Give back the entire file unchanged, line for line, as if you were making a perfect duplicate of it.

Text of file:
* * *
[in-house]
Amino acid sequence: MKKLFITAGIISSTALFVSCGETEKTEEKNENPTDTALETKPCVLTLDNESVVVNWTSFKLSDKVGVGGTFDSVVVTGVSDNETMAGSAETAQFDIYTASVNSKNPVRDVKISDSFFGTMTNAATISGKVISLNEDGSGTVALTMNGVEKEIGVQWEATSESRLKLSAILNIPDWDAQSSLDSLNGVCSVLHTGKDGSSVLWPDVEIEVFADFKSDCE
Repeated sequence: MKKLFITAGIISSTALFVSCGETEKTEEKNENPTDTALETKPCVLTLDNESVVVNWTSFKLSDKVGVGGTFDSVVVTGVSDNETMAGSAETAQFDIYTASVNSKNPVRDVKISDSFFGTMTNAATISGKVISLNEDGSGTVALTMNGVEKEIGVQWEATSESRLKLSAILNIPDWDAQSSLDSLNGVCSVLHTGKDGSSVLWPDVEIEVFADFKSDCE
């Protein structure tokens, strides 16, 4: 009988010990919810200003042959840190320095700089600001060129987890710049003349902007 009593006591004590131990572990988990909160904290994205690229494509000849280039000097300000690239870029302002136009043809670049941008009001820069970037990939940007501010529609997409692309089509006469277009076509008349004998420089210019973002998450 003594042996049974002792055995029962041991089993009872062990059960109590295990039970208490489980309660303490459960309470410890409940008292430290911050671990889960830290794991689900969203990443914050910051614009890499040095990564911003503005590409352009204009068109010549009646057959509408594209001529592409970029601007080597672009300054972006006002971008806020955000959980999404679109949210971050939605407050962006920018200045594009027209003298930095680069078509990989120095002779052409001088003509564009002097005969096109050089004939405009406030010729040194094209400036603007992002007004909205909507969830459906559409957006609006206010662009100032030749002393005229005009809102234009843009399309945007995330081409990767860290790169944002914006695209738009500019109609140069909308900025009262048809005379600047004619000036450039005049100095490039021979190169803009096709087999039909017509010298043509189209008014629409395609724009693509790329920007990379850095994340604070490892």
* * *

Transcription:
[in-house]
Amino acid sequence: MKKLFITAGIISSTALFVSCGETEKTEEKNENPTDTALETKPCVLTLDNESVVVNWTSFKLSDKVGVGGTFDSVVVTGVSDNETMAGSAETAQFDIYTASVNSKNPVRDVKISDSFFGTMTNAATISGKVISLNEDGSGTVALTMNGVEKEIGVQWEATSESRLKLSAILNIPDWDAQSSLDSLNGVCSVLHTGKDGSSVLWPDVEIEVFADFKSDCE
Repeated sequence: MKKLFITAGIISSTALFVSCGETEKTEEKNENPTDTALETKPCVLTLDNESVVVNWTSFKLSDKVGVGGTFDSVVVTGVSDNETMAGSAETAQFDIYTASVNSKNPVRDVKISDSFFGTMTNAATISGKVISLNEDGSGTVALTMNGVEKEIGVQWEATSESRLKLSAILNIPDWDAQSSLDSLNGVCSVLHTGKDGSSVLWPDVEIEVFADFKSDCE
């Protein structure tokens, strides 16, 4: 009988010990919810200003042959840190320095700089600001060129987890710049003349902007 009593006591004590131990572990988990909160904290994205690229494509000849280039000097300000690239870029302002136009043809670049941008009001820069970037990939940007501010529609997409692309089509006469277009076509008349004998420089210019973002998450 003594042996049974002792055995029962041991089993009872062990059960109590295990039970208490489980309660303490459960309470410890409940008292430290911050671990889960830290794991689900969203990443914050910051614009890499040095990564911003503005590409352009204009068109010549009646057959509408594209001529592409970029601007080597672009300054972006006002971008806020955000959980999404679109949210971050939605407050962006920018200045594009027209003298930095680069078509990989120095002779052409001088003509564009002097005969096109050089004939405009406030010729040194094209400036603007992002007004909205909507969830459906559409957006609006206010662009100032030749002393005229005009809102234009843009399309945007995330081409990767860290790169944002914006695209738009500019109609140069909308900025009262048809005379600047004619000036450039005049100095490039021979190169803009096709087999039909017509010298043509189209008014629409395609724009693509790329920007990379850095994340604070490892």